Within the next few weeks, I had my first sessions with both occupational therapists and physiotherapists. For those who don’t know, occupational therapists work with people of all ages and look at your daily activities at home, school or workplace to see what you find difficult and if there's a better way you can do it. It’s a great help to me because there are certain tasks I find difficult to do, more so on flare up days but also generally. Small stuff to most people, like opening the lids of jars or tins, lifting or carrying shopping bags, picking my babies up etc., but they are big obstacles to me. As well as helping with the tasks I struggle with day to day, these sessions help so much with my mental health and general outlook. Physiotherapists similarly work with people of all ages with a wide range of health conditions. Physiotherapy aims to improve your physical activity while preventing further injuries. I benefit from this because there are techniques and workouts I ca

A Rough Start With My Medication

Figuring out a routine for my treatment was not as easy as I thought. For a start I couldn’t get my head round taking medication every day at specific times, sometimes with food, sometimes without, and then at the same time each day. It was so confusing, and since I couldn’t even remember to take paracetamol regularly, how was I ever going to cope with this, especially with a new baby? I couldn’t figure it out; some days I would take it how I should the next I wouldn’t, then I'd forget and other times I couldn’t take it because I hadn’t eaten properly. I could barely find time to shower let alone remember to eat and take medication! Also, at this point I didn’t know how important it was for me to take all the medication in the way I was advised. I didn’t fully understand what could happen if I didn’t. The drugs and what they do The specific medications I take are called Disease-Modifying Anti-Rheumatic Drugs (DMARDs). These medicines ease the symptoms of the condition and slow down

Home with Alfie but nothing comes easy

When we were allowed home with our new baby, it was such an overwhelming experience. Bringing Alfie home, I knew Harry would absolutely adore him and as this was my last baby, I also knew it was a special time we would never experience again. It was, as I expected, truly amazing. Harry did see Alfie at the hospital, but it couldn’t compare to just the four of us in the comfort of our own home. Our happy little family, just us, forever. It’s these memories I cling to and look back on to remember why I am here and why I am doing this. First days and struggling to cope During the following days I started to feel the effects of having had no medication for nine months. The pain hit me so hard, and it didn’t just hit me in one place; it was everywhere. The nights dragged on, and I could barely hold my new-born baby without crying in agony. My wrists and elbows wanted to give way and I sometimes couldn’t do anything to stop them. Most of the time Mike would have to get Alfie for me a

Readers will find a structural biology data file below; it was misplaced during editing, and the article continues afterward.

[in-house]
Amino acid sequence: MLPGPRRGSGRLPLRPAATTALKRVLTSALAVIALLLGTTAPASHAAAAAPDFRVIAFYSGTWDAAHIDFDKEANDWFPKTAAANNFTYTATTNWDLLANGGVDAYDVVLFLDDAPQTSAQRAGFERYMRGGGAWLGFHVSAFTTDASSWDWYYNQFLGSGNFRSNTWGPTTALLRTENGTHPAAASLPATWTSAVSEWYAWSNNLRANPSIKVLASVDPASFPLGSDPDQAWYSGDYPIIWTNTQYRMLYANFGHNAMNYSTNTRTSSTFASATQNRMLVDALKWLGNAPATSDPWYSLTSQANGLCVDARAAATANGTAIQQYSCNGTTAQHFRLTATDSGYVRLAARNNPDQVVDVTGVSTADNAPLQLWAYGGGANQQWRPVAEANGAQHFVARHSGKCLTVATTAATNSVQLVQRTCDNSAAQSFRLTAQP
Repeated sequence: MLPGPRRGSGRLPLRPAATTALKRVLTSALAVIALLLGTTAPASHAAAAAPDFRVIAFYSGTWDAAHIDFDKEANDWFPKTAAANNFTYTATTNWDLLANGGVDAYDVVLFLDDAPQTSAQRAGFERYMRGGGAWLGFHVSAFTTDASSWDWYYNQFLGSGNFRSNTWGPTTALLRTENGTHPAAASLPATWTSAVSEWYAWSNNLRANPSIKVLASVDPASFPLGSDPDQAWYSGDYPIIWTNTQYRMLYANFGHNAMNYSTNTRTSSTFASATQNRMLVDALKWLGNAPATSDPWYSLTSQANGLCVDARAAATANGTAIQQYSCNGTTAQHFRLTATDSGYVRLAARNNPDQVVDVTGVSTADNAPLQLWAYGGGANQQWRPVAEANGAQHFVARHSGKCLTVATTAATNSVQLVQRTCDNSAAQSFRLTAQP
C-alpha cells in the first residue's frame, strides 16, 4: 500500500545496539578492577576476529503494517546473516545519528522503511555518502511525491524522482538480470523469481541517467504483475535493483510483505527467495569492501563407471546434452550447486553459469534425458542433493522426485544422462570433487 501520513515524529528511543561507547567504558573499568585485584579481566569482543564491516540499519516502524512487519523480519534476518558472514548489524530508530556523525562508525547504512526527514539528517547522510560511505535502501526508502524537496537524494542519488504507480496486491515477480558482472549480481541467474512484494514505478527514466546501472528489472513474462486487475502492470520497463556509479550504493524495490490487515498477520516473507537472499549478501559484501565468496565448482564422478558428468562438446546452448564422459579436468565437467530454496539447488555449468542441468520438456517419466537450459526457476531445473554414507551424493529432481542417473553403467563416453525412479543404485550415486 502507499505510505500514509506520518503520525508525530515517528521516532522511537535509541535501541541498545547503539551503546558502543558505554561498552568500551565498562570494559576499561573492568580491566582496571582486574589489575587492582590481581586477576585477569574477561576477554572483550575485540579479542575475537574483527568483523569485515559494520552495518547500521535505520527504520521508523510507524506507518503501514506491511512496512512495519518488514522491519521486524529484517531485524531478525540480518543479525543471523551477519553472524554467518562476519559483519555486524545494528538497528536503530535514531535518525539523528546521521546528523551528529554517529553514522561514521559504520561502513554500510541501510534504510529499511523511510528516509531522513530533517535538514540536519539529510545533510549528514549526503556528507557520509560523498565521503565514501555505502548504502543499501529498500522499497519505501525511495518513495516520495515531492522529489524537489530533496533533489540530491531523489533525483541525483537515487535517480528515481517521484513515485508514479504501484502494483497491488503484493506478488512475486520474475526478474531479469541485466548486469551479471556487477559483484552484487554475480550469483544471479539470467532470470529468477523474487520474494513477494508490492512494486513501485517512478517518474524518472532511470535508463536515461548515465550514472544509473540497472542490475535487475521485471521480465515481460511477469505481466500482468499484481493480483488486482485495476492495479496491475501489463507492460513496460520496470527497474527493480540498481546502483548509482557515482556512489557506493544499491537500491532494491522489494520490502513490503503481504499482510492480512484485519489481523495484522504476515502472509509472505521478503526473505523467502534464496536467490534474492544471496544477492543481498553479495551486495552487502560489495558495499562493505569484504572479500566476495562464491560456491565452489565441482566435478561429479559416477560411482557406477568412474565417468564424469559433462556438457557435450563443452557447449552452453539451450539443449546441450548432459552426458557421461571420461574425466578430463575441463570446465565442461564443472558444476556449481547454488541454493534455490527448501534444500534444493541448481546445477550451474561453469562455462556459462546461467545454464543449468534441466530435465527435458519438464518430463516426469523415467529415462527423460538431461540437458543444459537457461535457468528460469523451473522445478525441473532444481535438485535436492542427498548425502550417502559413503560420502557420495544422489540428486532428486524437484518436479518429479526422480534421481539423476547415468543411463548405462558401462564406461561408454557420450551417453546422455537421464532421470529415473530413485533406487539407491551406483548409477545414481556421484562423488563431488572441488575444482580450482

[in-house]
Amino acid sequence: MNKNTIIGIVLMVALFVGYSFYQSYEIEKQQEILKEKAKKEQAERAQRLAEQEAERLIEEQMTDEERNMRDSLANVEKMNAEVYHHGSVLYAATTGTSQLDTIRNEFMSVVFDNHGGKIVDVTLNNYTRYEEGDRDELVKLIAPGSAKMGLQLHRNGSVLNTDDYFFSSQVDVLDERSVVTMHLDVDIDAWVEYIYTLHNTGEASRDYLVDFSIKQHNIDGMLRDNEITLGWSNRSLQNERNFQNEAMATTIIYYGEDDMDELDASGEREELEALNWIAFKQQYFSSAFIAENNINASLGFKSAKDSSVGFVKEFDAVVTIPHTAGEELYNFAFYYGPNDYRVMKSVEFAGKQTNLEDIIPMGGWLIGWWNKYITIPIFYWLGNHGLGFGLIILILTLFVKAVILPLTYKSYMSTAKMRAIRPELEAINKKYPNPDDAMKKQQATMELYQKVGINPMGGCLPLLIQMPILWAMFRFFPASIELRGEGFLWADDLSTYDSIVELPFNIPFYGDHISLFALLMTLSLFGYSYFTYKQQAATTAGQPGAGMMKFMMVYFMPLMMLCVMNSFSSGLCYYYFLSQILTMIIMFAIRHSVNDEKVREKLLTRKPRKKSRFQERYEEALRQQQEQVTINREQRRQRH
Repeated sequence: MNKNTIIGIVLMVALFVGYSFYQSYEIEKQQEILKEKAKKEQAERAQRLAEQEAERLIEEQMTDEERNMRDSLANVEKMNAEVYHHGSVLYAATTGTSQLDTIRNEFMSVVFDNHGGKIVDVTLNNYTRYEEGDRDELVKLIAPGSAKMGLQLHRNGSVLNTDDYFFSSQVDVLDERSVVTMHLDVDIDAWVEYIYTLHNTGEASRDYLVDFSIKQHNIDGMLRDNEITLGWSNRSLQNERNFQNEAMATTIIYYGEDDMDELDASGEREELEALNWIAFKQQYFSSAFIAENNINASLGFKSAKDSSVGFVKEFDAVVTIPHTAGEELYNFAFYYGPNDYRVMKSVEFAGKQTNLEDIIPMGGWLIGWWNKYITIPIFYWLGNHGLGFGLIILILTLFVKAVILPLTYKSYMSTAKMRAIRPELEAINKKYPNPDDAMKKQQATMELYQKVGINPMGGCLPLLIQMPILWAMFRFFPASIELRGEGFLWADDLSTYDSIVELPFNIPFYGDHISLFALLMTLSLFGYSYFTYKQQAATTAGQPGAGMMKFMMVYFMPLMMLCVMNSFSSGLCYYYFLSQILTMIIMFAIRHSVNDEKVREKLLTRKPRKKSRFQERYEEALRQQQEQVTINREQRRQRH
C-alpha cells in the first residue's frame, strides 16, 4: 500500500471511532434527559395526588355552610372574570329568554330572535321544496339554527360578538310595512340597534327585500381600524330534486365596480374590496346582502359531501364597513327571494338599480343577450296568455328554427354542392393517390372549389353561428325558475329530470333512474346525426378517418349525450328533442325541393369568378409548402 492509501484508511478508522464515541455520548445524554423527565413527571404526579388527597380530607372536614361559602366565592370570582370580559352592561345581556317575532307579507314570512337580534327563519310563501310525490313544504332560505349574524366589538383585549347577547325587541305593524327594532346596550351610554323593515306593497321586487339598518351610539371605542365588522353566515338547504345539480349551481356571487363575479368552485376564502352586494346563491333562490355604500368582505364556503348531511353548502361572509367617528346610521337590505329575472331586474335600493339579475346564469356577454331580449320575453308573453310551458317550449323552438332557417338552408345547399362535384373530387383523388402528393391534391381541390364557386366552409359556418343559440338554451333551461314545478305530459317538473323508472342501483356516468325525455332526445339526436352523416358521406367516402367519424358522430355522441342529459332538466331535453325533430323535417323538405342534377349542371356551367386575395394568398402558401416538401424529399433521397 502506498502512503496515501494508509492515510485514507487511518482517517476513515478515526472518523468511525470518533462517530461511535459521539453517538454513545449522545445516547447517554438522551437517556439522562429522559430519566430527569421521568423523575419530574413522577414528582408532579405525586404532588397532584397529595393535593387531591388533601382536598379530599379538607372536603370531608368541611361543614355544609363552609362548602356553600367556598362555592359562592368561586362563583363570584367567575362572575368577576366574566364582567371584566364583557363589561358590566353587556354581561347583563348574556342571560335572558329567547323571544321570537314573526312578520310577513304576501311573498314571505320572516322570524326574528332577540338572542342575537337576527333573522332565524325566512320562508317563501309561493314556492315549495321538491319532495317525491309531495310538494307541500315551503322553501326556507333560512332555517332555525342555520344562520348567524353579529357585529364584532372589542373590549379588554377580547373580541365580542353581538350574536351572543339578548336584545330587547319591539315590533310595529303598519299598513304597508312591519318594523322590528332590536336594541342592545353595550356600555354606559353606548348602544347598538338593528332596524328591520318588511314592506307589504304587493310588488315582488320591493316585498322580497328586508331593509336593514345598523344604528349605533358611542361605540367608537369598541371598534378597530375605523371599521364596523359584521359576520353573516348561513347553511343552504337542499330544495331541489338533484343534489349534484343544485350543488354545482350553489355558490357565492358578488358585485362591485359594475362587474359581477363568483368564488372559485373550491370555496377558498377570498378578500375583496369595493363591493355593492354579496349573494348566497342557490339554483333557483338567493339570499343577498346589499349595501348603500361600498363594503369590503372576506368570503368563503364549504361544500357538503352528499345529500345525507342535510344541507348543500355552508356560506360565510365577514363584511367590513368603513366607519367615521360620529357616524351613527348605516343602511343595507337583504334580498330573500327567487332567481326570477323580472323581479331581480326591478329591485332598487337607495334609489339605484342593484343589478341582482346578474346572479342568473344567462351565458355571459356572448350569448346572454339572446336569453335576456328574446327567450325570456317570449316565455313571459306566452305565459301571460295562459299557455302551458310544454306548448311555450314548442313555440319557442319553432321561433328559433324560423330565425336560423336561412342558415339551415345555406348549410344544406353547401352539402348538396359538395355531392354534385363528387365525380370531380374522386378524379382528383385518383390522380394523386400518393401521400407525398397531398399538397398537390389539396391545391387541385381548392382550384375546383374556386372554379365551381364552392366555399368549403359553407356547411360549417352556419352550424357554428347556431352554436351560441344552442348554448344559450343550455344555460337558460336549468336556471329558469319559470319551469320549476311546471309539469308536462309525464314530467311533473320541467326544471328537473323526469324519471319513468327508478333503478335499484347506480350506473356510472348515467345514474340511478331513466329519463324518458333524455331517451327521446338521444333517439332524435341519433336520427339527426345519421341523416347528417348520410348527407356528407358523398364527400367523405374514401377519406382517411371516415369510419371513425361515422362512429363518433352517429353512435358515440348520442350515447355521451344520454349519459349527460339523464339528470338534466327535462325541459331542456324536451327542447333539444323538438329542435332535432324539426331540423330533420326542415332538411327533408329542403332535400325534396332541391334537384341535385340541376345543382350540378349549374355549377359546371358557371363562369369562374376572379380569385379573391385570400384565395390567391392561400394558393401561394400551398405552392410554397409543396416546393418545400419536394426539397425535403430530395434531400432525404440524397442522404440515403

A Pregnant Pause

As the weeks went by, I did find my arthritis was nowhere near as bad as before. Sometimes I'd get through a whole week without any pain. I didn’t even suffer with sickness; it was amazing! I felt like a new person and though I knew it wouldn’t be for long, it was still nice to have some relief from the aches and pains I usually had to endure. While there were days where I had some pain, it was nowhere near what I was used to before getting pregnant. Then suddenly it was time for my 20-week scan, and I was going to find out whether or not I’d be having another little boy or a baby girl! I can't lie; I LOVED the idea of having a girl. I suppose I was thinking, well I have a boy so it would be nice to have a baby girl too. I have always wanted one of each, but then I guess it’s not an ideal world and there are many people that don’t. However, don’t get me wrong, I was happy with either as long as it was healthy. That was all that really mattered. Nervous news and a few tears Du

Family Concerns and a Twist of Fate

One thing that really upset me about this path of medication ( methotrexate ) I was about to travel, was that under no circumstances was I allowed to get pregnant while on it. For a lot of people with this condition that would be OK, because some of them are at an age where they have had their children and aren't looking to have any more. That’s fair enough, but for a near 23-year-old who had not long had her first baby, this hurt. For as long as I can remember, a family has been one of my main goals in life. Having children was something I couldn’t wait to do. I felt I was put on this earth to have children and be a mummy. The last thing I expected was for something to come along and stop me from being able to do that. At 22, who would? There were alternative options, of course there always are, however methotrexate seemed to be the most beneficial medication for my health and the way I was feeling at this particular time. I just didn’t want to say no to taking it. It felt like

Pain like no other

At the beginning of all of this I remember waking every day with the worst pain and stiffness in my fingers. It took maybe two or three hours for it to get better, but the pain was still there - it just eased a little. I’ve never experienced pain quite like it and I don’t think I’ll ever be able to describe it to anybody. I often wonder if we all feel the same in regard to the rheumatoid pain, or was it just so bad for me? I do know that as the weeks went by, I started to feel worse, so that some days I couldn’t keep my eyes open because I was so tired. No amount of sleep seemed to help - I just couldn’t catch up (I did also have a new baby so catching up with sleep was never easy, ha!). The days became a gradual procession of pain, so I would wake up and there would be something new that was hurting, and I just didn’t understand why. Some days I needed family members to help me with my new baby while Mike was at work. I mean imagine that - you have a new baby and you can’t even

Living with Chronic Illnesses

About me Hey, I'd like to introduce myself. My name is Jessica, I’m 25 years old and I have a fiancé (Michael, 26) and two beautiful boys (Harry and Alfie). Harry is two and a half and Alfie is a one year old. It’s mad, I know...hard work but I wouldn’t have it any other way. We live in Derbyshire in our new, recently bought home and are currently doing everything we can to get by in these crazy times! I’m here to write my story about two chronic illnesses, Rheumatoid Arthritis and Fibromyalgia, both of which I live with daily. This blog is not about me asking for sympathy, but about the harsh reality of living with two medical conditions that are very much life changing. I’m doing this partly for my own mental health, because truth be told I haven't yet come to terms with having these conditions myself, but also because I would like to think that others living with the same or similar illnesses can relate to this and maybe get some kind of clarity that actually no, you are